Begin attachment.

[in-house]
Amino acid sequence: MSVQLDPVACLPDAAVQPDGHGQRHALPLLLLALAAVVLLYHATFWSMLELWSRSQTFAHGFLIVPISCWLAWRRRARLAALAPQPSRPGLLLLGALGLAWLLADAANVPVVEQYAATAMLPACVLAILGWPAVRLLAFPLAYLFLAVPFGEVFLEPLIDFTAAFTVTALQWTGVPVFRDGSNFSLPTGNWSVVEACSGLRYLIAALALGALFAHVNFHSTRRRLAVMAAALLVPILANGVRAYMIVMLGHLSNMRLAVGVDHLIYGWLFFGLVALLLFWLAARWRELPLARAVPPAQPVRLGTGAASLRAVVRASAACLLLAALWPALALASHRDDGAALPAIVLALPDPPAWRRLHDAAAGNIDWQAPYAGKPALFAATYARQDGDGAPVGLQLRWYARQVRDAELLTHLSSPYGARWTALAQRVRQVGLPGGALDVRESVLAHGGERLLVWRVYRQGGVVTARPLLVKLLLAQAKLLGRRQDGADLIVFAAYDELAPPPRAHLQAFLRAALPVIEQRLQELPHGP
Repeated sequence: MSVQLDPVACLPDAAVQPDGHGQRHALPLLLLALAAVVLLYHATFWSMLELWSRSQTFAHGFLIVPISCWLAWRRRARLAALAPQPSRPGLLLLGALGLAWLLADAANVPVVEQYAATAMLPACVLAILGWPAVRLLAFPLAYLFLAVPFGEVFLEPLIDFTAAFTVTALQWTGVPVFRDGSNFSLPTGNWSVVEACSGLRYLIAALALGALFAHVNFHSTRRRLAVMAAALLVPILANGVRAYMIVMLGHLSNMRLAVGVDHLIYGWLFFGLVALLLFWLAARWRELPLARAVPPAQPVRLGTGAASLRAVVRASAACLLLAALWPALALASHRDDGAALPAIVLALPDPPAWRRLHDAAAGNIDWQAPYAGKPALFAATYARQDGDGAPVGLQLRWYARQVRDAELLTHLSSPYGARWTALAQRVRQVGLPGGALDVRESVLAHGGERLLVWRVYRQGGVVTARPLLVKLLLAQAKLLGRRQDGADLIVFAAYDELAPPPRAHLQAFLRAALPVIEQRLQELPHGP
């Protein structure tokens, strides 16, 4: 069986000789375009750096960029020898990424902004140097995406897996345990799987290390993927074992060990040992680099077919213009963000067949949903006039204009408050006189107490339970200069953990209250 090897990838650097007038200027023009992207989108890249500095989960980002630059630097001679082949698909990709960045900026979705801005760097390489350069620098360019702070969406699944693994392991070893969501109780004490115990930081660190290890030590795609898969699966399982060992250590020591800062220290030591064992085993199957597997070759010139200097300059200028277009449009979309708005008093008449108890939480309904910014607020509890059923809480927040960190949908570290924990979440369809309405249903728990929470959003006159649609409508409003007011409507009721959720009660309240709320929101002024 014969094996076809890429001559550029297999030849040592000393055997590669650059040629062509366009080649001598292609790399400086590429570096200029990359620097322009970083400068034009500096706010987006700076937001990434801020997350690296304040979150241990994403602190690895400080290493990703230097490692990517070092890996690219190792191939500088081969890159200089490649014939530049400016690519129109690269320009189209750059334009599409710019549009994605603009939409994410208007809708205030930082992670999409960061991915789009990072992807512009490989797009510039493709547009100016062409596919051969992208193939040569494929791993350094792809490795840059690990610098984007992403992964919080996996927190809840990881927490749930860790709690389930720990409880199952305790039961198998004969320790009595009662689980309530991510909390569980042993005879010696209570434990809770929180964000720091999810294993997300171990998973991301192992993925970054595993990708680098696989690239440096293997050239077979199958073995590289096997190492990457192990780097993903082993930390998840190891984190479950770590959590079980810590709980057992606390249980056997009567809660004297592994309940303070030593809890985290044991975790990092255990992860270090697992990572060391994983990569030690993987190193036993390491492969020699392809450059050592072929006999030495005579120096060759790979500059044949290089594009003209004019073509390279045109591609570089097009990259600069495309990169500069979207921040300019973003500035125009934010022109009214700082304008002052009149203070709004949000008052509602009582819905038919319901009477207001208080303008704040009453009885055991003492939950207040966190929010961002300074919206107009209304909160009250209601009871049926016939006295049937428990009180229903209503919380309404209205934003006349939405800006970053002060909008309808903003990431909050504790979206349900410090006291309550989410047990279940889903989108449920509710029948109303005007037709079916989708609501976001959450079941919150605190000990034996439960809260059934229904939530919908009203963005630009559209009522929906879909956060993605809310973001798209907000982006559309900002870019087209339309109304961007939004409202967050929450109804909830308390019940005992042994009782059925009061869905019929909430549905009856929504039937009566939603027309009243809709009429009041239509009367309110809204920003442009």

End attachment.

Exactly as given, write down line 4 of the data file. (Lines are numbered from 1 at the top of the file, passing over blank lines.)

């Protein structure tokens, strides 16, 4: 069986000789375009750096960029020898990424902004140097995406897996345990799987290390993927074992060990040992680099077919213009963000067949949903006039204009408050006189107490339970200069953990209250 090897990838650097007038200027023009992207989108890249500095989960980002630059630097001679082949698909990709960045900026979705801005760097390489350069620098360019702070969406699944693994392991070893969501109780004490115990930081660190290890030590795609898969699966399982060992250590020591800062220290030591064992085993199957597997070759010139200097300059200028277009449009979309708005008093008449108890939480309904910014607020509890059923809480927040960190949908570290924990979440369809309405249903728990929470959003006159649609409508409003007011409507009721959720009660309240709320929101002024 014969094996076809890429001559550029297999030849040592000393055997590669650059040629062509366009080649001598292609790399400086590429570096200029990359620097322009970083400068034009500096706010987006700076937001990434801020997350690296304040979150241990994403602190690895400080290493990703230097490692990517070092890996690219190792191939500088081969890159200089490649014939530049400016690519129109690269320009189209750059334009599409710019549009994605603009939409994410208007809708205030930082992670999409960061991915789009990072992807512009490989797009510039493709547009100016062409596919051969992208193939040569494929791993350094792809490795840059690990610098984007992403992964919080996996927190809840990881927490749930860790709690389930720990409880199952305790039961198998004969320790009595009662689980309530991510909390569980042993005879010696209570434990809770929180964000720091999810294993997300171990998973991301192992993925970054595993990708680098696989690239440096293997050239077979199958073995590289096997190492990457192990780097993903082993930390998840190891984190479950770590959590079980810590709980057992606390249980056997009567809660004297592994309940303070030593809890985290044991975790990092255990992860270090697992990572060391994983990569030690993987190193036993390491492969020699392809450059050592072929006999030495005579120096060759790979500059044949290089594009003209004019073509390279045109591609570089097009990259600069495309990169500069979207921040300019973003500035125009934010022109009214700082304008002052009149203070709004949000008052509602009582819905038919319901009477207001208080303008704040009453009885055991003492939950207040966190929010961002300074919206107009209304909160009250209601009871049926016939006295049937428990009180229903209503919380309404209205934003006349939405800006970053002060909008309808903003990431909050504790979206349900410090006291309550989410047990279940889903989108449920509710029948109303005007037709079916989708609501976001959450079941919150605190000990034996439960809260059934229904939530919908009203963005630009559209009522929906879909956060993605809310973001798209907000982006559309900002870019087209339309109304961007939004409202967050929450109804909830308390019940005992042994009782059925009061869905019929909430549905009856929504039937009566939603027309009243809709009429009041239509009367309110809204920003442009």